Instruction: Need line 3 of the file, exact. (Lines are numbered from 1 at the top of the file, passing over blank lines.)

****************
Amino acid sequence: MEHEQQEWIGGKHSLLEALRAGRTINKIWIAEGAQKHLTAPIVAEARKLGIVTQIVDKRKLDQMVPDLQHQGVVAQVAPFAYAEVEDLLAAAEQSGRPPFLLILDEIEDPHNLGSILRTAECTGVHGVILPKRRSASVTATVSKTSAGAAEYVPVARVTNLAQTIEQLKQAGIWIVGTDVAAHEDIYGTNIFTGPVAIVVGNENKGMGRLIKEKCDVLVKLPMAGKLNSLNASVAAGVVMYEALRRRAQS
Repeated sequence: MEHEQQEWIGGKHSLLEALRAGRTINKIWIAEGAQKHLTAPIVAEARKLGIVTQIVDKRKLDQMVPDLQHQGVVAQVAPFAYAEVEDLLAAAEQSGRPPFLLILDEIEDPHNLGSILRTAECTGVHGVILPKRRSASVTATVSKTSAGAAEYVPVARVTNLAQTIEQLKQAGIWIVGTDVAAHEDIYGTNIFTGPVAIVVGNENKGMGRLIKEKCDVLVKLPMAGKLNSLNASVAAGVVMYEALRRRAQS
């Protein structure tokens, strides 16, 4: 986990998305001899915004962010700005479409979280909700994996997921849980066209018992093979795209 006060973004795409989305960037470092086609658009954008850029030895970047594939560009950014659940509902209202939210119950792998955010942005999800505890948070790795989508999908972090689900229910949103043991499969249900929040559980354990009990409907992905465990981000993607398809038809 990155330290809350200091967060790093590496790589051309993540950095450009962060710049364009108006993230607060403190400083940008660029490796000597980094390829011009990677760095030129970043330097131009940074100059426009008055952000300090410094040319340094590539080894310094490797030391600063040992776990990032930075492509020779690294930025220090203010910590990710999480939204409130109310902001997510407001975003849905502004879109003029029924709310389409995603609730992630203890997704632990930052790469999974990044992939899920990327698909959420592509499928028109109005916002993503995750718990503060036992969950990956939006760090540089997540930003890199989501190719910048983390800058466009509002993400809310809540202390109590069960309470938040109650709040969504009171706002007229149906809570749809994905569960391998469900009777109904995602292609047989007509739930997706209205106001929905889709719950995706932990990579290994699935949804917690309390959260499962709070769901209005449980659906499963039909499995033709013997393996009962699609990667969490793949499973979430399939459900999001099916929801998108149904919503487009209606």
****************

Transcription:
């Protein structure tokens, strides 16, 4: 986990998305001899915004962010700005479409979280909700994996997921849980066209018992093979795209 006060973004795409989305960037470092086609658009954008850029030895970047594939560009950014659940509902209202939210119950792998955010942005999800505890948070790795989508999908972090689900229910949103043991499969249900929040559980354990009990409907992905465990981000993607398809038809 990155330290809350200091967060790093590496790589051309993540950095450009962060710049364009108006993230607060403190400083940008660029490796000597980094390829011009990677760095030129970043330097131009940074100059426009008055952000300090410094040319340094590539080894310094490797030391600063040992776990990032930075492509020779690294930025220090203010910590990710999480939204409130109310902001997510407001975003849905502004879109003029029924709310389409995603609730992630203890997704632990930052790469999974990044992939899920990327698909959420592509499928028109109005916002993503995750718990503060036992969950990956939006760090540089997540930003890199989501190719910048983390800058466009509002993400809310809540202390109590069960309470938040109650709040969504009171706002007229149906809570749809994905569960391998469900009777109904995602292609047989007509739930997706209205106001929905889709719950995706932990990579290994699935949804917690309390959260499962709070769901209005449980659906499963039909499995033709013997393996009962699609990667969490793949499973979430399939459900999001099916929801998108149904919503487009209606």